Tuesday, November 30, 2004

Tonight's "Ottoman Ball"

So Bush arrives in Canada, and what does MacDuff do on the other side of the Atlantic? Goes out and buys his first tuxedo of course. Coincidence? well, who knows the mysterious ways that the world turns, but these two events will likely be forever linked in my head. The main motivator for today's purchase: the Oxford European Affairs Society's "Ottoman Ball" tonight. Procrastinating as usual, I head to drop off my suit to be drycleaned at the 4 hour place at 11:30AM - 6 hours before they close - but so sorry, exceptional circumstances today. My friend had previously scored a good deal at a place with second-hand selection, and I figure it is Black Tie... So it is down to "the Ballroom" this afternoon, where I stumble across a gem of an outfit - 15 pound jacket, 35 pound pants that fit like they were made for me, and then a 30 pound Pierre Cardin shirt that, like I girl, I fall in love with and cannot leave behind. Combine that with the "MacDuff Dress" Bowtie I picked up last weekend in Edinburgh outside the castle, and you have got yourself a winning outfit. I will send pictures via email tomorrow (another reason to revamp our blogging efforts onto a site of our own) Oh - though I should note that the Ball itself has aroused some controversy. Below is a petition that circulated last week. Check out the link to the poster and decide for yourself. Some of the concerns raised are legitimate, but at the same time any offence was surely unintentional. As I said, a full report tomorrow.

Petition to Protest the advertising of OUEAS's "Ottoman Ball": Questioning the Ethics of Representation The Oxford University European Affairs Society's "Ottoman Ball" is only a few days away, and has been widely advertised through posters and email announcements across the university. The event has been billed as a showcaseof "the once glorious Ottoman Empire," and aims to "reflect the best of this culture, and the role of modern Turkey as a bridge between European thought and Islamic art, music and philosophy" (http://www.oueas.org/ball.html).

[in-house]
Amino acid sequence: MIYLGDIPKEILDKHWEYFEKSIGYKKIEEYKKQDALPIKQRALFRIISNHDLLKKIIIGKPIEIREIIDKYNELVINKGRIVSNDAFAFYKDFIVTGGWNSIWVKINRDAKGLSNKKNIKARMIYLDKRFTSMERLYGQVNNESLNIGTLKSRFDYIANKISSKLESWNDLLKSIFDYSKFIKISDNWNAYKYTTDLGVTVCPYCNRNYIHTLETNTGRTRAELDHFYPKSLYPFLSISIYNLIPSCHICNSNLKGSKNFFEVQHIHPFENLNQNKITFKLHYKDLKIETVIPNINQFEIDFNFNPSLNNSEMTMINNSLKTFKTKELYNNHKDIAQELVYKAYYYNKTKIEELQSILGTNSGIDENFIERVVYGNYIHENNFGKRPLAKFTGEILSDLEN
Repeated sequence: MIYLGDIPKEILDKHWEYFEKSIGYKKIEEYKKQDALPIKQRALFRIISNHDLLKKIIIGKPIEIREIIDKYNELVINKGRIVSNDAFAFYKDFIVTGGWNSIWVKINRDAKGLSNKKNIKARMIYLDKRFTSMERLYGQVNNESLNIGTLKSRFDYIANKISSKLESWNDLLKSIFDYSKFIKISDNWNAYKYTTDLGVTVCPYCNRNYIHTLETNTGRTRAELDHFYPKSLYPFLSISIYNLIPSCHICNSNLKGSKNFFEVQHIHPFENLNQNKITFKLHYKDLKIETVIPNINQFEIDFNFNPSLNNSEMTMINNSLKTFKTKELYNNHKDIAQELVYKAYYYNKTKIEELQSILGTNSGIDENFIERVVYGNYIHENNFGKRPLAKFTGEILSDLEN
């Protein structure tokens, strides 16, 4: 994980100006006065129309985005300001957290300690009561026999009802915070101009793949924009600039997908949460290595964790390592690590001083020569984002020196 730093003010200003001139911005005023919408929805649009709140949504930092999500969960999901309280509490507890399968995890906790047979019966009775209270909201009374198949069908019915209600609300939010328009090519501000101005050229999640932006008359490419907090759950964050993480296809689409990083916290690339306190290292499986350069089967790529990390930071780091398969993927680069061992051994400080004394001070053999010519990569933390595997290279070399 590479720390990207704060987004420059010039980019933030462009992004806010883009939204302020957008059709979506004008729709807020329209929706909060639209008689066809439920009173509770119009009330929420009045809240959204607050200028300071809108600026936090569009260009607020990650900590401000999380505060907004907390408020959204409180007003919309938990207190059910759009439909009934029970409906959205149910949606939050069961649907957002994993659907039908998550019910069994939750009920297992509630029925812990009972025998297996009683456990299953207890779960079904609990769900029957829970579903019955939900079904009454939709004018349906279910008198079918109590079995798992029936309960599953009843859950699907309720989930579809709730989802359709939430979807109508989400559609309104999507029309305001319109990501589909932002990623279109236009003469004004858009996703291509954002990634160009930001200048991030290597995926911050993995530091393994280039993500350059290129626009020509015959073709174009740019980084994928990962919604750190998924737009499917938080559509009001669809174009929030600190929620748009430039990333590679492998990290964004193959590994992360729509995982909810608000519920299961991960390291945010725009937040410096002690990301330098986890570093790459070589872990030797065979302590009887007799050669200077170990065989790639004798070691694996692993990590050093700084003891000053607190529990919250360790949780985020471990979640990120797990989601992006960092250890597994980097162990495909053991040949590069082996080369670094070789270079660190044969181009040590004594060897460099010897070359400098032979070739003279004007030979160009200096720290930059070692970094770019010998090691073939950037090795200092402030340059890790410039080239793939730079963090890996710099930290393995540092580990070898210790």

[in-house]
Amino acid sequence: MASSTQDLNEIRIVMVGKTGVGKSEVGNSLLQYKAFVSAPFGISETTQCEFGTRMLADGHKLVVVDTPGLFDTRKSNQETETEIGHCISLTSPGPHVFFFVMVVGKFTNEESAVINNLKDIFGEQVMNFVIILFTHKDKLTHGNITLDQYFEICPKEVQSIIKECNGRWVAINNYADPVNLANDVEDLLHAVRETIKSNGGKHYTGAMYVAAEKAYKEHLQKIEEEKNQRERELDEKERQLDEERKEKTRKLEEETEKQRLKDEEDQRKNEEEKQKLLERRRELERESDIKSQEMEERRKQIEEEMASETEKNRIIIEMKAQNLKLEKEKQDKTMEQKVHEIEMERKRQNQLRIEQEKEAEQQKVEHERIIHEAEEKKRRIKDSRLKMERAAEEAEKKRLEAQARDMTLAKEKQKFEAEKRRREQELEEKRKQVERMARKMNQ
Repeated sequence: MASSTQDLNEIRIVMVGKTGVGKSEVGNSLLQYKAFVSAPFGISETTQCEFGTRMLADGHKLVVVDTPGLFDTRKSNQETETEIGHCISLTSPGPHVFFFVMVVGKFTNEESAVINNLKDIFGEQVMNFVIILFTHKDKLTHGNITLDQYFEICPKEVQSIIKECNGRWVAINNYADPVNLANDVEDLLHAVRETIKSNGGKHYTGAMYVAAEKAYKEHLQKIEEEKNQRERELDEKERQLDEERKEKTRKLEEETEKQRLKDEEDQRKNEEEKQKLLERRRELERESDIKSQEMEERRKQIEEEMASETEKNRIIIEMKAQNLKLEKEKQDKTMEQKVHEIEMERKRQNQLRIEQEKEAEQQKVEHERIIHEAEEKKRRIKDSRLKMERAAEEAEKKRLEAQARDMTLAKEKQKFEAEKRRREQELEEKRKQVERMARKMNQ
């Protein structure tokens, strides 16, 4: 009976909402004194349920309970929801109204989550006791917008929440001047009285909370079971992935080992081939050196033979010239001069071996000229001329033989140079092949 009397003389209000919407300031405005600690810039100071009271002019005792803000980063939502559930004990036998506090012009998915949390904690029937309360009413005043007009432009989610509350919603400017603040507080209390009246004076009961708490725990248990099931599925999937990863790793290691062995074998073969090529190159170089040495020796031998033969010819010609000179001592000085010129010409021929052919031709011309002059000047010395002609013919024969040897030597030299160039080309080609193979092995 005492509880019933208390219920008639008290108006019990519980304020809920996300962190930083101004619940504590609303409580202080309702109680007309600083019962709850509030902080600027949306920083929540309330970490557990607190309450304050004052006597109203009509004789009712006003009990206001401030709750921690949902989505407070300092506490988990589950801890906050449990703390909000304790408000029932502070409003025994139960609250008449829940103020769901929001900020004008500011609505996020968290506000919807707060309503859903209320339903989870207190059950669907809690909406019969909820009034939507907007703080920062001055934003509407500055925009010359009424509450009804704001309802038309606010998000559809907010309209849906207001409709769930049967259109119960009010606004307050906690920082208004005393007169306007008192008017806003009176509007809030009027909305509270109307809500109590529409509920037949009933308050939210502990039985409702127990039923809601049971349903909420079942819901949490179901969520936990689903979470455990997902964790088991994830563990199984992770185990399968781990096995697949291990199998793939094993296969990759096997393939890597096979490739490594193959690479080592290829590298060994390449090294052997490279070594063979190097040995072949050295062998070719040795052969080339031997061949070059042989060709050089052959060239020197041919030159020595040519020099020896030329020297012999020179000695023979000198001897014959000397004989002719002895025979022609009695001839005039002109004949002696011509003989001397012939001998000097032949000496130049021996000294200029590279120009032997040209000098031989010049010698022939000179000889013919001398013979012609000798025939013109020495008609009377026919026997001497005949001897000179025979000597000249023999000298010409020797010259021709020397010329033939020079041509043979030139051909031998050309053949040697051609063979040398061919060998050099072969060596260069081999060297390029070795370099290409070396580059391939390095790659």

However, instead of promoting respectfully and representing fully the breadthof the Ottoman Empire or of the cultures and societies associated with it,theOUEAS's posters depict a debaucherous harem scene, with numerous nude womenlounging around, dancing, and playing music - an image that recapitulates the best of European stereotypes of its created 'Orient.' In fact, the image is not far from the cover painting on Edward Said's renowned book,"Orientalism,"which critiques this very construction of the Near East in the European imagination.

Not only are the image and the advertising of the ball in general offensivetomany of Turkish, Arab, and Persian backgrounds, and to other historically -aware and culturally-sensitive students, but they are arguably just plainly inaccurate. It is very difficult to see how such stereotypical depictions reflect "the best of" the region's multiple and complex histories, philosophies and cultures, and it is reductionistic of the OUEAS to suggest that they do.

An additional and entirely separate concern is the representation of women in the publicity campaign. It is indisputable that the institution of the harem epitomizes the objectification of women and their use as objects of sexual pleasure. The historical accuracy of the harem as it is portrayed here is very much a contested issue, and to use a harem scene to publicize a ball purporting to "reflect the best of" a culture, is problematic at best; it serves to glorify this representation of blatant sexual exploitation. Alternatively, if the organization claims to be against such derogatory depiction of women, the use of these images in their publicity campaign is hypocritical.

We seek to voice our disagreement with the OUEAS's posters and blurbs and ask for an apology for its insensitive and inaccurate advertising. Now inparticular, at a time when many are seeking to forge genuine bridges between societies and cultures that have been long linked, such unquestioned reinforcement of stereotypes does little to further coexistence and cooperation; there needs to be a deeper and more accurate ethic of representation.


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